The categories of reciprocity and international comity are well known and often mentioned in Russian judicial practice. However, an analysis of this practice shows that the Russian judicial community does not understand either the genesis, legal nature, or specifics of these concepts. In the minds of judges, “the principle of reciprocity originates from international comity”, although in reality it is exactly the opposite – the principle of reciprocity appeared in law much earlier than international comity and is its basis. Reciprocity and comity in Russian judicial acts are often considered as one principle, although they are different categories that have different legal natures and require different attitudes in their application. In many judicial acts, reciprocity and comity are characterized as universally recognized principles of international law, which seems to be erroneous. Reciprocity can be considered a universally recognized norm of international law, recognized at the universal level, but it is not highly imperative. Comity has a doctrinal origin and is mainly understood as an international custom but still may have legislative fixation. Russian judicial practice is characterized by understanding comity as an international custom. Reciprocity has a customary legal origin and currently is enshrined in international treaties and national legislation. In Russian judicial practice, the principle of reciprocity is applied as a norm of international custom. This approach is correct, but the courts do not distinguish between the concepts of “conflict”, “material” and “procedural” reciprocity, which leads to direct violations of Russian law. In this article, comparative-legal, historical-legal, dogmatic and formal-logical methods are used. In conclusion, the authors propose that an information letter be prepared by the Plenum of the Supreme Court of the Russian Federation, in which, with examples from judicial practice, the principles of reciprocity and international comity are explained, the possibilities and limits of their application are determined, and parameters are established showing compliance with these principles by the courts of other States.
THE STATUS OF THE CITY OF JERUSALEM UNDER INTERNATIONAL LAW: THE CRITICAL LEGAL ISSUE IN THE ARAB-ISRAELI CONFLICT
The issue of sovereignty over the City of Jerusalem remains one of the most acute controversies within the Arab-Israeli conflict. Although this topic has attracted considerable attention from Russian political scientists, historians, and experts in regional studies, it has received relatively little coverage in Russian legal doctrine. This article begins by summarizing all the basic approaches to the problem found in foreign scholarship. It makes a comparative analysis of the official stances of key stakeholders in the issue of title to Jerusalem, namely, Palestine, Israel, and United Nations organs, notably the Security Council. It reviews possible practical solutions to the problem, with due regard for the necessity of ensuring the interests of the ethno-political communities concerned, recognizing equality of rights and implementation of the right of peoples to self-determination. The case brought by Palestine before the International Court of Justice (ICJ) in 2018 about relocation of the United States Embassy to Jerusalem and a potential ICJ advisory opinion on Israel’s policy and actions in East Jerusalem and the West Bank are also assessed on the basis of the ICJ’s jurisprudence and the current political climate. In elucidating the issue of sovereignty over the disputed area, the author traces the history of the Holy City from the time of the last undisputed sovereign, the Ottoman Empire. For assessing the conduct of the parties asserting control over the area, the principle of inter-temporal law is applied. Having constructed the chain of relevant events, it is concluded that sovereignty over Jerusalem is still “in abeyance”, or suspended, for no party has yet filled the existing vacuum of sovereignty by lawful means. The territorial status of the Holy City remains to be determined through lengthy negotiations. In this regard, out of the several existing options, the approach of an Israeli-Palestinian condominium is deemed most preferable, for it leaves less room for further conflict. However, this solution, in the opinion of the author, should be coupled with some sort of provisional supervision by a supranational institution.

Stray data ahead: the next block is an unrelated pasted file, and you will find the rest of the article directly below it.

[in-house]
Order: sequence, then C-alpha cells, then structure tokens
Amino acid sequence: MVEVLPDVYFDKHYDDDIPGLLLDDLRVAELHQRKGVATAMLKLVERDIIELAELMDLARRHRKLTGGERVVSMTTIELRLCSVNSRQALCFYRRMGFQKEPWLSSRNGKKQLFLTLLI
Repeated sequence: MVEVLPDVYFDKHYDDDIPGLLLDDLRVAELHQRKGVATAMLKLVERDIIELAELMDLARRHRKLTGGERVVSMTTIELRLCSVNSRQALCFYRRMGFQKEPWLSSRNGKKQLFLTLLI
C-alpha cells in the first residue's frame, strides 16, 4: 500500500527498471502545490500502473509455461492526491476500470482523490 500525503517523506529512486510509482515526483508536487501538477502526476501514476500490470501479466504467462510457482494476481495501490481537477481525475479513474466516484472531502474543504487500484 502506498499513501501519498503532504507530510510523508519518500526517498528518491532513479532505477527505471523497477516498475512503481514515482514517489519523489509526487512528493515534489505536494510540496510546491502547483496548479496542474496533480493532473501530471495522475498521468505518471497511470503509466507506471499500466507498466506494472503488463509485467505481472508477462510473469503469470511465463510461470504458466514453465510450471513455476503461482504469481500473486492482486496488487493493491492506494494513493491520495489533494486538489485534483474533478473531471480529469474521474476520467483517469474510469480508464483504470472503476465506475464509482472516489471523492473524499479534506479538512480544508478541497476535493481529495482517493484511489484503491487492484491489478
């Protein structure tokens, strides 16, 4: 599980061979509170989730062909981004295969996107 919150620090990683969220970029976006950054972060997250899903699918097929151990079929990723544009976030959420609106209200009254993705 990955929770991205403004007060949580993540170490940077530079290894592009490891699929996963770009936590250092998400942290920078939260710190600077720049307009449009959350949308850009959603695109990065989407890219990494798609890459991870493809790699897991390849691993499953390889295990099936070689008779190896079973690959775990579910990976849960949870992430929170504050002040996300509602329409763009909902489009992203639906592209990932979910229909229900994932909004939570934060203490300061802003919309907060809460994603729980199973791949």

INTERNATIONAL INVESTMENT ARBITRATION UNDER SANCTION RESTRICTIONS AND POLITICAL TENSIONS: POSSIBLE DIRECTIONS FOR DEVELOPMENT
The creation of a universal institution for resolving investment disputes between States and investors is seen as less achievable in the context of a crisis of international relations and of a trend towards fragmentation of the world economy into geopolitical blocs with closed groups of participants and its division into allies and rivals. For this reason, many proposals for reforms of international investment arbitration discussed since 2017 by Working Group III of the United Nations Commission on International Trade Law can be expected to be revised. Insomuch as during a crisis the number of disputes tends to increase rather than decrease, and international dispute resolution forums become more popular due to severed connections to national legal systems and to restricted control by States, international investment arbitration does not lose its relevance. However, it can be assumed that under the influence of economic and political instability in the world, significant changes can be expected in international investment arbitration. This article is devoted to how the institution of resolving investment disputes between States and investors will be transformed. The article analyzes both the structural problems of international investment arbitration associated with the imperfection and shortcomings of this method of resolving disputes, and the context in which the institution exists (e.g., the introduction of unilateral economic measures against certain States, restrictions on access to justice for persons under sanctions, the trend of regionalization, and changes in the foreign policy of States). The author concludes that the success of one or another proposal to reform international arbitration will depend on how a particular proposal meets the national interests of each State. At the same time, it is expected that demand for Asian arbitration institutions will increase, since Asian States are less subject to sanctions, and that new arbitration institutions will be created within the framework of regional associations.